On October 9, 2015, The Norwegian Nobel committee awarded the Tunisian National Dialogue Quartet — a coalition of unionists, employers, lawyers and human rights activists — the Nobel Peace Prize. The quartet was awarded the highest of the six Nobel awards for its efforts to successfully transition Tunisia into a democracy.
In the wake of the Arab Spring, Tunisia is the only country with a bright prospect. Neighbouring Libya sank into outrageous tribal strife, following the fall of the brutal dictator, Muammar Gaddafi. In Syria, what started as a peaceful quest for freedom and democracy ended up in a bloody sectarian conflict and a tragic humanitarian crisis. The sectarian conflict did not spare countries like Iraq and Yemen. Looking a gloomy fate of the region the only glimpse of hope is Tunisia.
What it makes it different from other countries such as Egypt and Libya , is the fact that Tunisia has a civil society that contributed to peaceful conflict resolution. This is why following the victory of Islamist party, Al Nahda in the election the country did not go into armed conflict similarly to neighbouring Algeria. In the 1990s Algeria witnessed a decade of murderous strife between the Islamists and the army that drained the country. When the Islamists won the election in Tunisia, civil society organised itself and defeated them democratically in the following election.
The country had a tradition of civil society because Habib Bourgiba, as the first President of Tunisia, had allowed it to flourish. A lawyer by profession, Bourgiba was a progressive visionary leader. He emancipated women, modernised the laws, revamped cultural practices, respected civil rights and obligations and most importantly invested heavily in education.
Despite the fact that Tunisia has very little resources, he dedicated the major part of his budget to education and youth development. Even poor families in rural areas could send their children to schools. He knew that ignorance is the main cause of hatred, and hatred is what allows extremists to infiltrate and destroy societies. This is why the progressive education is the protection against extremism; an education that promotes accepting the other, that promotes openness and that lays the foundation for a civil society. Bourgiba focused on social development more than he focused on military power or economic growth because he knew that education is the most important asset for the sustainable development of a nation.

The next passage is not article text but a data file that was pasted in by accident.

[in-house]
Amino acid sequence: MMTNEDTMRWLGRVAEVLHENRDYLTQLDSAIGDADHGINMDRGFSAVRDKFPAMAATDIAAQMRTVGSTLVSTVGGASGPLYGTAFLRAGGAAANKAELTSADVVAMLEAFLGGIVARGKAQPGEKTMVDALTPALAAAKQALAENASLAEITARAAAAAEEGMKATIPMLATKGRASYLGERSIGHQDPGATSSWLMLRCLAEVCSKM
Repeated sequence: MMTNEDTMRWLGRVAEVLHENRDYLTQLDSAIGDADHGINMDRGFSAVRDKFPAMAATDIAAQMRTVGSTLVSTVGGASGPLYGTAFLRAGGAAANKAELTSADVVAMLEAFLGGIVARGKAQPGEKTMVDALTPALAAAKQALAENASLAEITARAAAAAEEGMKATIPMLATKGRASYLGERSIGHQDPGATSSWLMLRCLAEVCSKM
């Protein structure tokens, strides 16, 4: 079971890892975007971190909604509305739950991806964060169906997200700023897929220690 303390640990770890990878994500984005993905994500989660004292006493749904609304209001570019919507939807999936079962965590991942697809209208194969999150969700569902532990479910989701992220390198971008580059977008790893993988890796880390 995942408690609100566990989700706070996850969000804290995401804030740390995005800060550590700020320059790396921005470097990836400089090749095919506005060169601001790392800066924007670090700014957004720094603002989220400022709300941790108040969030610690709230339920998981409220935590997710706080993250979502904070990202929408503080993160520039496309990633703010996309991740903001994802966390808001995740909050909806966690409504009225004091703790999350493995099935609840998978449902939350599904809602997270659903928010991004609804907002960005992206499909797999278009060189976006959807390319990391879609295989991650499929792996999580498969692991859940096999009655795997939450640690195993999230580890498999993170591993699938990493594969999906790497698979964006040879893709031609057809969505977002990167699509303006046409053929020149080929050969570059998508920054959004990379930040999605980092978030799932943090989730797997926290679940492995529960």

Today Tunisia teaches us an important lesson. A sustainable growth cannot be achieved unless we have a civil society and unless we have education, and the two go hand in hand. Instead of using fear and repression like other dictators he used incentives and brought the different factions into the government: workers union, association of industries, scout organisations, youth organisation, and women organisations. Instead of becoming the sole patron of politics like his fellow dictators, he became a power breaker among the different factions. He accepted contest and protest as he saw in them a mechanism for adjustment in the power structure. The vibrancy of Tunisia civil society was a result of a pragmatic choice by Bourgiba who saw in civil society a source of power instead of a threat. Despite the fact that old age rendered the Tunisian president eccentric and whimsical and the last years of his rule were characterised by economic stagnation and clientelism , no one can argue that Bourgiba is the one who prepared the people for democracy.
Though as a figure, he is unpopular among many in the Arab for statements or acts he had made, such as drinking water publicly in Ramadan or asking a woman to remove her niqab, or even criticising Egyptian president Jamal Abdul Nasser for the way he handled the issue of Palestine, But Tunisia today proves he was a true statesman. His critics failed to see the larger picture: A visionary leader who took Tunisia into modernity. Following the Arab Spring, Tunisia today has a democracy and enjoys relative stability, except for the terrorist attack on tourists in June this year.
Today, the Arab World needs to follow the footsteps of Bourgiba. Looking at the gloomy state of our beloved Arab world torn by sectarianism, our only salvation is through education and through establishing a civic order. Having democracy without having the framework to operate it leads to chaos. The framework for democracy is the civil society. The Arab Spring shows us how countries that were for decades under dictatorial rule and lacked organised civil societies could not embrace democracy peacefully.
A civil society and a civic state can also solve the problem of sectarianism that is destroying our societies. When different people from different faiths and ethnicities are treated equally under civic state, extremists will be deterred from politicising religion and from using the system’s unfairness to mobilise people. If the constitution adopts a civic perspective then no sect will be treated in a preferential manner. A civil society will allow nationalism to transcend the sectarian identity.
Dania Khatib is an expert on Arab-American relations. She has a PhD from the University on Exeter on Arab lobbying in the US.